Why is fresh air important for children?

Oct 2012
Why is fresh air important for children?
There are a myriad of health benefits for children who spend time playing outdoors.

As the winter chill sets in, many of our children's hobbies and extra-curricular activities will reside in the warmth of a local hall or centre. Taking into account the hours a week a child already spends in-doors at home or at school, it can be a challenge to ensure your child gets enough time outside, reaping the benefits of fresh air.

There are a myriad of health benefits for children who spend time playing outdoors, including an increased intake of Vitamin D and decreased hyperactivity and depression. Children also tend to be more active outdoors which can reduce the risk of child obesity and will give your child the opportunity to benefit from creative and interactive play.

Getting outdoors on a regular basis can also improve your child's health and wellbeing as the fresh air cleans their lungs, ridding them of impurities such as car fumes and dust.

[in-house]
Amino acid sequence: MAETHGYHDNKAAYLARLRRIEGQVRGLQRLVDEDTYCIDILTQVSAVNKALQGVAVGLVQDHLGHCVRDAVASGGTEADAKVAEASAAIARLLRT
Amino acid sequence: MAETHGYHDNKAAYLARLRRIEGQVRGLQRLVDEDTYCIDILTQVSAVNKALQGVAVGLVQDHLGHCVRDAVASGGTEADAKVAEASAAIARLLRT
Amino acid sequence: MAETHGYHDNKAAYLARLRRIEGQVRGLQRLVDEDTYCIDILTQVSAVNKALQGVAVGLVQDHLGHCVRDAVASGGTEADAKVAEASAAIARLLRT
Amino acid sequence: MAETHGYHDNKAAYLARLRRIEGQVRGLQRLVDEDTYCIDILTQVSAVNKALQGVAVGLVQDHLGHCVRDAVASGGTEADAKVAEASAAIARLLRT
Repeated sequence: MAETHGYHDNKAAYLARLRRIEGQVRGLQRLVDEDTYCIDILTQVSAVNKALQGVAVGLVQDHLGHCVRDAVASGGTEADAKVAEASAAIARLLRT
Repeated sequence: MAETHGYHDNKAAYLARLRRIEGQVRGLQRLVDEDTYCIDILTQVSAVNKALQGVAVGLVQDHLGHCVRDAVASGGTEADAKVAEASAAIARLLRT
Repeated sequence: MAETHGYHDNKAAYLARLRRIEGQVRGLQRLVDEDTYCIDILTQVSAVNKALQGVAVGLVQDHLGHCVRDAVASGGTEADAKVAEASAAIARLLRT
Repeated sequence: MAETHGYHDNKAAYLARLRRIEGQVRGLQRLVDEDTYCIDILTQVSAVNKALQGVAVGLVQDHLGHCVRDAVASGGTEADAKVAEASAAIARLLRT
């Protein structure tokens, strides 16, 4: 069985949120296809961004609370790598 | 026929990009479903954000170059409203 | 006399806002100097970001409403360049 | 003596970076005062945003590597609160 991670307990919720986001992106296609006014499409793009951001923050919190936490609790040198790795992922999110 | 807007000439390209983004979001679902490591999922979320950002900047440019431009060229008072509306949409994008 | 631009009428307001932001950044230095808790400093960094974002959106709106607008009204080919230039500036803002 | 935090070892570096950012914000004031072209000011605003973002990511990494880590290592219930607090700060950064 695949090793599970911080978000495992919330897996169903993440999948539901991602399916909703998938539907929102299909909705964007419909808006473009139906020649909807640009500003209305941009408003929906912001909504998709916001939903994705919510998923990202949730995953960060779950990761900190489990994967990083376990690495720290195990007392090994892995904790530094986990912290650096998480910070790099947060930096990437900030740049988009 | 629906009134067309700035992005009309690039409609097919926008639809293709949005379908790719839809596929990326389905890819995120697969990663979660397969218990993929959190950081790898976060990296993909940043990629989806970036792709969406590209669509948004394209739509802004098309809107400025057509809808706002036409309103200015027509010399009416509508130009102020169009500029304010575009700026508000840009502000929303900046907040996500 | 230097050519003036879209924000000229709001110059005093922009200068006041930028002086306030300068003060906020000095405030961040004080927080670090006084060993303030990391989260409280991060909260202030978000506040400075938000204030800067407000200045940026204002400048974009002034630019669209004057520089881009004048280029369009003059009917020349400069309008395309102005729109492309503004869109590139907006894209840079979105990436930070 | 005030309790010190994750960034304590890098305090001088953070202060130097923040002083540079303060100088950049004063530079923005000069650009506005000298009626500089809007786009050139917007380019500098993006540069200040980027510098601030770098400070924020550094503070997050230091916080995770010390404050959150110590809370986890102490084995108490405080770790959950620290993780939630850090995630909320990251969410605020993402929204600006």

A study by Cambridge University scientists also suggests that every hour spent outdoors each week can reduce a child's chance of becoming short-sighted by two per cent. In October 2011, the Telegraph reported that children who are short-sighted spend an average of 3.7 fewer hours a week outside compared with those who have normal vision or are long sighted.

Playing outdoors will also give children a greater appreciation for nature and wildlife. The colours and crunch of an autumn leaf or the speed of a squirrel hurdling across the trees may escape our attention as we commute to work, but to children these can be as engaging as watching a TV programme or playing on a games console if we help to draw their attention to the wonders of the natural world.

If you appreciate the many benefits of fresh air for children but struggle to encourage your child to play outside, click here for a few ideas to try with your family.